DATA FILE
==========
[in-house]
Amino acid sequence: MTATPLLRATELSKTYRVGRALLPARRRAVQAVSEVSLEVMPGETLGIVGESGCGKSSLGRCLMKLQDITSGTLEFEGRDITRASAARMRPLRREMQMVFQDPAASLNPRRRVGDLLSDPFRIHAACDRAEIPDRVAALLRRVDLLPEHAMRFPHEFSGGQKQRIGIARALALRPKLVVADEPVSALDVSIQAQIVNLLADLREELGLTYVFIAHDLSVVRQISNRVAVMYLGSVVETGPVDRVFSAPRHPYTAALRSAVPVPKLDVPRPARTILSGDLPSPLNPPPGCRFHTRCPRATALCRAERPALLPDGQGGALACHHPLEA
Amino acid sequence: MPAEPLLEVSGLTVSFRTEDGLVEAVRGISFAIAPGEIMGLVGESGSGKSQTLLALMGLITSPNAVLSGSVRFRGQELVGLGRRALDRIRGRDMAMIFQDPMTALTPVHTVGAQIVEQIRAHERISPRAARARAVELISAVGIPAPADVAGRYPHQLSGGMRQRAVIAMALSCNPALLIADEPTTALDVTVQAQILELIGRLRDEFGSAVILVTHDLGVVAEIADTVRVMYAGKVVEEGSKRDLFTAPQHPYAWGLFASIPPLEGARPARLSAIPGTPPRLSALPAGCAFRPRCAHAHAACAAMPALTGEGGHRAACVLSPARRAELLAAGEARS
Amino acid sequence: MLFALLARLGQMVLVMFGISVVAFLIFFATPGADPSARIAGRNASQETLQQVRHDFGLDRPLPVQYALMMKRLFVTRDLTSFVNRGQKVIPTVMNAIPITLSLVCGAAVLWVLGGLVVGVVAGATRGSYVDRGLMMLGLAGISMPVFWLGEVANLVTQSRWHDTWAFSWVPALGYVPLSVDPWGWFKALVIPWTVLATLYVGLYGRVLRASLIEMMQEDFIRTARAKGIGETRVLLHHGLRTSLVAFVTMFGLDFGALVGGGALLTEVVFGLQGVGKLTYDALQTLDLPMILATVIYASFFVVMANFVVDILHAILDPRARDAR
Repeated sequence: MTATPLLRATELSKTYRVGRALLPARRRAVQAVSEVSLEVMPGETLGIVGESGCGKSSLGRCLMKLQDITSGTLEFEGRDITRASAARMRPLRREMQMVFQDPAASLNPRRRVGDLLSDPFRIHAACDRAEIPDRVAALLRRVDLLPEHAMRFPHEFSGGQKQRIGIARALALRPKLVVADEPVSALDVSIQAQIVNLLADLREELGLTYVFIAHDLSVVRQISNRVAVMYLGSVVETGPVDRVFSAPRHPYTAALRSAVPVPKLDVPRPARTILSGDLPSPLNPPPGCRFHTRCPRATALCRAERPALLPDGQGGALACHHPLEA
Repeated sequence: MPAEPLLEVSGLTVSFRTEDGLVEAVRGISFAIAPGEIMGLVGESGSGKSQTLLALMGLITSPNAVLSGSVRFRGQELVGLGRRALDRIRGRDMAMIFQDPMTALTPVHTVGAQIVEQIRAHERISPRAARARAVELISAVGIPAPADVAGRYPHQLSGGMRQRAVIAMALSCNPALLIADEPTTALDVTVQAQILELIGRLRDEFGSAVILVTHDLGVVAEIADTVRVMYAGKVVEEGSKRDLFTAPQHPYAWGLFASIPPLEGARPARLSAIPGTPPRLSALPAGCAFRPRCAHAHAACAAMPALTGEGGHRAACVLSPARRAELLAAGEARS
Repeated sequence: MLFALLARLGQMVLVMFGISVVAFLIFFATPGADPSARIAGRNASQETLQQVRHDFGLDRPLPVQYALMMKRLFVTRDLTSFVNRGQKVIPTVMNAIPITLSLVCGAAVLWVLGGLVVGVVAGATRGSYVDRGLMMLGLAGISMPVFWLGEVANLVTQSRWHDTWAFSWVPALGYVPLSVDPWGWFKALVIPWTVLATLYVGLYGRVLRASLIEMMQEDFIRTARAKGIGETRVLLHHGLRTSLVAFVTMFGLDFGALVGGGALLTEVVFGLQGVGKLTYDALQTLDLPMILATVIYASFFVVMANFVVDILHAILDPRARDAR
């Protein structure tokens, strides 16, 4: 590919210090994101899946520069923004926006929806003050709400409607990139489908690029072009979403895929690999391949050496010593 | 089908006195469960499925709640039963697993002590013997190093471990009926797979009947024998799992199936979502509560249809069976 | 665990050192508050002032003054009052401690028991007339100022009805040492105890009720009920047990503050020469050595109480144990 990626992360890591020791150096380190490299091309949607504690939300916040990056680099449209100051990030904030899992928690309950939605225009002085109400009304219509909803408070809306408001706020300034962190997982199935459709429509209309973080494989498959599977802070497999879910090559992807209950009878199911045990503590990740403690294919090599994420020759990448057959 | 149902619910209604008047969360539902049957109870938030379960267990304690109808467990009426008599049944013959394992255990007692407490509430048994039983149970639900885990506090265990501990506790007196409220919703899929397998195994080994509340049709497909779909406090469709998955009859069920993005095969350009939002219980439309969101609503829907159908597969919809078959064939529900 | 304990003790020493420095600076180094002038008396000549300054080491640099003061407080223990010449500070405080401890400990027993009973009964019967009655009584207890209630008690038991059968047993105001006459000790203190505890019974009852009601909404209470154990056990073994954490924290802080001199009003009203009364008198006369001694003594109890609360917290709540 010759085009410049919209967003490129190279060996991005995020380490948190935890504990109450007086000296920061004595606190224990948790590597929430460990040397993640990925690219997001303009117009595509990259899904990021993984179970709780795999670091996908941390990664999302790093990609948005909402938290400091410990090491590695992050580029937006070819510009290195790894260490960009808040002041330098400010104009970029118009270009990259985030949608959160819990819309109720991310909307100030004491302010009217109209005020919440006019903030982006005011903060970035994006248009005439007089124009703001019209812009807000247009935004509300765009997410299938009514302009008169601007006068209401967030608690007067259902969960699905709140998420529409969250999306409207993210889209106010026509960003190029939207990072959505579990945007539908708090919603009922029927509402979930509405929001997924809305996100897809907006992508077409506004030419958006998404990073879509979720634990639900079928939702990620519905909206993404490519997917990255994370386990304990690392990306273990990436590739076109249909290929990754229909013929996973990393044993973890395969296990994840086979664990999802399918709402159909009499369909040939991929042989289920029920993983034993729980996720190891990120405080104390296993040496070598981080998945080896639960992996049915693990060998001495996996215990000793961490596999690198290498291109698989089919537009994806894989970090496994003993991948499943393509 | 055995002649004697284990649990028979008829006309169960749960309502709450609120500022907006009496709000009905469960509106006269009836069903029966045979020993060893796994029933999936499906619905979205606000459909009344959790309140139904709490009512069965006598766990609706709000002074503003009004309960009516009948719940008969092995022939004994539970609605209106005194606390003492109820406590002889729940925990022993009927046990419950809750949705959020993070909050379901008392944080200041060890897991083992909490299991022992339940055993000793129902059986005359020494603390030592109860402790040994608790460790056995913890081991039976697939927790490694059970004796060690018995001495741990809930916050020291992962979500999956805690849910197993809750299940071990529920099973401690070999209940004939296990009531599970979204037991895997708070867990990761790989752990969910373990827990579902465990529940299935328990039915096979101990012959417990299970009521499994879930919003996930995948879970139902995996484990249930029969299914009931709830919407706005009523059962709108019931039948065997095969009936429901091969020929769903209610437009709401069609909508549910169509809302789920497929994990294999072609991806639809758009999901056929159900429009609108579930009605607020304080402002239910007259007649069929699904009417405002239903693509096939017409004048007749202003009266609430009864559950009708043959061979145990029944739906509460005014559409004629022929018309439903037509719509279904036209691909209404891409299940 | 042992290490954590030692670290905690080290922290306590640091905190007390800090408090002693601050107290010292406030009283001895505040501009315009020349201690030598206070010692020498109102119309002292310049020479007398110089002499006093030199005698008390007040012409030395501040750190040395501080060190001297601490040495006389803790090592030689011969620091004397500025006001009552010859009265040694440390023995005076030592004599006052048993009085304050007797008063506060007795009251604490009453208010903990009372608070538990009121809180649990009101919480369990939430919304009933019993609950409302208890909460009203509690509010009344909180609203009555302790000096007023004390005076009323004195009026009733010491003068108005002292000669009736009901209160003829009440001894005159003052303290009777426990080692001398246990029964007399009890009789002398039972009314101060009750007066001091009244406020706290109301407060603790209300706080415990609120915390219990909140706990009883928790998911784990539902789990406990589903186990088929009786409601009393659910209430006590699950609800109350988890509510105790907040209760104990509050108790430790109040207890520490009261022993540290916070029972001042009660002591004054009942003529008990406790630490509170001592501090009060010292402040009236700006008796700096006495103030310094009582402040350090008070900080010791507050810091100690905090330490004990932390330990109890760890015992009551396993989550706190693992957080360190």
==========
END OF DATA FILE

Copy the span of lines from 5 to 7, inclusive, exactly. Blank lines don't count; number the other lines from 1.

Repeated sequence: MTATPLLRATELSKTYRVGRALLPARRRAVQAVSEVSLEVMPGETLGIVGESGCGKSSLGRCLMKLQDITSGTLEFEGRDITRASAARMRPLRREMQMVFQDPAASLNPRRRVGDLLSDPFRIHAACDRAEIPDRVAALLRRVDLLPEHAMRFPHEFSGGQKQRIGIARALALRPKLVVADEPVSALDVSIQAQIVNLLADLREELGLTYVFIAHDLSVVRQISNRVAVMYLGSVVETGPVDRVFSAPRHPYTAALRSAVPVPKLDVPRPARTILSGDLPSPLNPPPGCRFHTRCPRATALCRAERPALLPDGQGGALACHHPLEA
Repeated sequence: MPAEPLLEVSGLTVSFRTEDGLVEAVRGISFAIAPGEIMGLVGESGSGKSQTLLALMGLITSPNAVLSGSVRFRGQELVGLGRRALDRIRGRDMAMIFQDPMTALTPVHTVGAQIVEQIRAHERISPRAARARAVELISAVGIPAPADVAGRYPHQLSGGMRQRAVIAMALSCNPALLIADEPTTALDVTVQAQILELIGRLRDEFGSAVILVTHDLGVVAEIADTVRVMYAGKVVEEGSKRDLFTAPQHPYAWGLFASIPPLEGARPARLSAIPGTPPRLSALPAGCAFRPRCAHAHAACAAMPALTGEGGHRAACVLSPARRAELLAAGEARS
Repeated sequence: MLFALLARLGQMVLVMFGISVVAFLIFFATPGADPSARIAGRNASQETLQQVRHDFGLDRPLPVQYALMMKRLFVTRDLTSFVNRGQKVIPTVMNAIPITLSLVCGAAVLWVLGGLVVGVVAGATRGSYVDRGLMMLGLAGISMPVFWLGEVANLVTQSRWHDTWAFSWVPALGYVPLSVDPWGWFKALVIPWTVLATLYVGLYGRVLRASLIEMMQEDFIRTARAKGIGETRVLLHHGLRTSLVAFVTMFGLDFGALVGGGALLTEVVFGLQGVGKLTYDALQTLDLPMILATVIYASFFVVMANFVVDILHAILDPRARDAR